SHSU beginning to feel impacts of new Piney Woods hall

Sam Houston State University is feeling the impact of the new Piney Woods Hall this semester as the student overflow concern in on-campus housing is all but history.

For the last two years, SHSU has had its hands full with the number of students wanting to live on-campus compared to the amount of living spaces available. In the Fall of 2015, the University rented out a hotel and placed over 80 freshmen there for the fall semester. In addition, SHSU had to triple up spaces in rooms of White Hall, Estill and Belvin-Buchanan.

“We never want to experience that again,” Executive Director of Resident Life Joellen Tipton said. “We are in a good place at the moment, having just opened our new Piney Woods Hall, although we did still have to triple up our White Hall rooms.”

The $60 million-dollar facility is housing 684 Bearkats and is providing the space needed to aid the University’s rapid growth. Since SHSU requires all freshmen to live in on-campus housing, save for a handful of exceptions, the University recently had to put a cap on the amount of upperclassmen housing applications.

Now, with the addition of Piney Woods, on-campus housing is 97-percent full with a substantial balance in freshmen and upperclassmen.

“The new hall has had a tremendous affect, adding 684 more spaces for students to live on campus,” Tipton said. “It is certainly more convenient, and also more cost effective than living off campus.  We were able to allow all of our upperclassmen who wanted to renew their contracts to do so this year, as well as accommodate all of our freshmen.”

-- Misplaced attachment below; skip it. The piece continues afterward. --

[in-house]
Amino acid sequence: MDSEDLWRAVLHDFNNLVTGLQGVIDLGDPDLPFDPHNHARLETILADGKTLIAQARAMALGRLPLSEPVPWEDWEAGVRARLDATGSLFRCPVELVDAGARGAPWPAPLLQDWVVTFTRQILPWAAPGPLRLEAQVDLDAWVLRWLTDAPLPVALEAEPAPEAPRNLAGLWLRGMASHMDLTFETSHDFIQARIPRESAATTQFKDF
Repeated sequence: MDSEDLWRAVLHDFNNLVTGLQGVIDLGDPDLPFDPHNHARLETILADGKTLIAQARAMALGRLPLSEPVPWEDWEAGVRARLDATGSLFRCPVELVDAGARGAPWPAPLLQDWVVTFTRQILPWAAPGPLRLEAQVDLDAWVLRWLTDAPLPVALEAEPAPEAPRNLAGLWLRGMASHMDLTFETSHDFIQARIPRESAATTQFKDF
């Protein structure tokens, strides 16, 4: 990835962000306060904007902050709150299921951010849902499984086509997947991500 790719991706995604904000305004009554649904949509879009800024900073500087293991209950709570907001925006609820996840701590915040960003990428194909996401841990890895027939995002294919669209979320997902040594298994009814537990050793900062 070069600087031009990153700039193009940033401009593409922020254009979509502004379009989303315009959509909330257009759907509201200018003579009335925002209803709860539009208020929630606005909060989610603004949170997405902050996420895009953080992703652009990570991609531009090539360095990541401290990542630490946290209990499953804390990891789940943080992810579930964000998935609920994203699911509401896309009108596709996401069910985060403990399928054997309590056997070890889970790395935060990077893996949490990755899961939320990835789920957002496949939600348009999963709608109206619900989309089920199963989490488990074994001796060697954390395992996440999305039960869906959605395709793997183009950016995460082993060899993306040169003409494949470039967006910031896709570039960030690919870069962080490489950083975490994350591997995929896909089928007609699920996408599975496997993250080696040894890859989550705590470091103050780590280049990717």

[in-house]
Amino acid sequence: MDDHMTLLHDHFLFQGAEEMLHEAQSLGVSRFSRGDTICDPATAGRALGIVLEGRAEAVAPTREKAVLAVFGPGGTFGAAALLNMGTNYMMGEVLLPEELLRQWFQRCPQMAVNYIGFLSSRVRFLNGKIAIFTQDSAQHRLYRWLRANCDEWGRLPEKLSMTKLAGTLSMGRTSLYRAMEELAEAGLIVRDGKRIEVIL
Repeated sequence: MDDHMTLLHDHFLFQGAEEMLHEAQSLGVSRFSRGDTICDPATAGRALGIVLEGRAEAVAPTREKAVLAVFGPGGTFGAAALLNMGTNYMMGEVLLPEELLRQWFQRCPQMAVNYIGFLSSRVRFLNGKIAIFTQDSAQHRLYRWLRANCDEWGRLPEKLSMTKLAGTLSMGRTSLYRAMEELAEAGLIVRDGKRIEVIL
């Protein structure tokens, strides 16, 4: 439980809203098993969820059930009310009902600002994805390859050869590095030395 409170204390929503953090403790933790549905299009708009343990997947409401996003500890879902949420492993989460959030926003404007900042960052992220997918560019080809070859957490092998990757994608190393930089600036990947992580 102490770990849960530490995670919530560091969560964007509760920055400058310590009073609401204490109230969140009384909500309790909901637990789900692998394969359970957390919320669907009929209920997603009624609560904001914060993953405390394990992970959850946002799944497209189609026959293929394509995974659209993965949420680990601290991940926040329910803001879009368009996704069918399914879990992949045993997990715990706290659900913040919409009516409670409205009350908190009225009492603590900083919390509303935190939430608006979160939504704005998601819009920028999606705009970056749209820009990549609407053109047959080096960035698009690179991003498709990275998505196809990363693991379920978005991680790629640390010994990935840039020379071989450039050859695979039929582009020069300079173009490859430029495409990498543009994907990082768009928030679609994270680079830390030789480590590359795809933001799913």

Some Bearkats who live off-campus and commute have a problem with the University making space for new buildings such as the Piney Woods hall, the Fred Pirkle Engineering Technology Center and the Lowman Student Center expansion.

Gonzalez Santiago, a Homeland Security graduate student, uses the paid parking spaces every day, but credited the lack of spaces to the new buildings.

“The parking situation has always been horrible and doesn’t seem to be getting better,” Santiago said. “All those buildings they’re building could be used for parking. There used to be parking where the new dorm is and they seem to keep taking parking away and not putting any new ones in.”

Much like politics, no matter what the University does the parking concern will always be brought to the table. Parking spaces could have been added in the lot where the Piney Woods hall sits, but with SHSU’s freshmen class growing every semester, the addition of a new residence hall was vital to accommodate the school’s growth.

“Obviously I believe that student housing is important and a critical part of the mission of the University,” Tipton said. “We actually have quite a bit of parking right now on the north side of campus that is unused – plenty of spaces at the new lot where the old Sunrise apartments used to be behind the CJ lot, and at the old Janes Concrete location near Rita B Huff.  It may not be as convenient, but it is definitely available.”

In addition to those parking options, the University is on track to fund two different parking garages in the coming years now that the housing troubles are under control.

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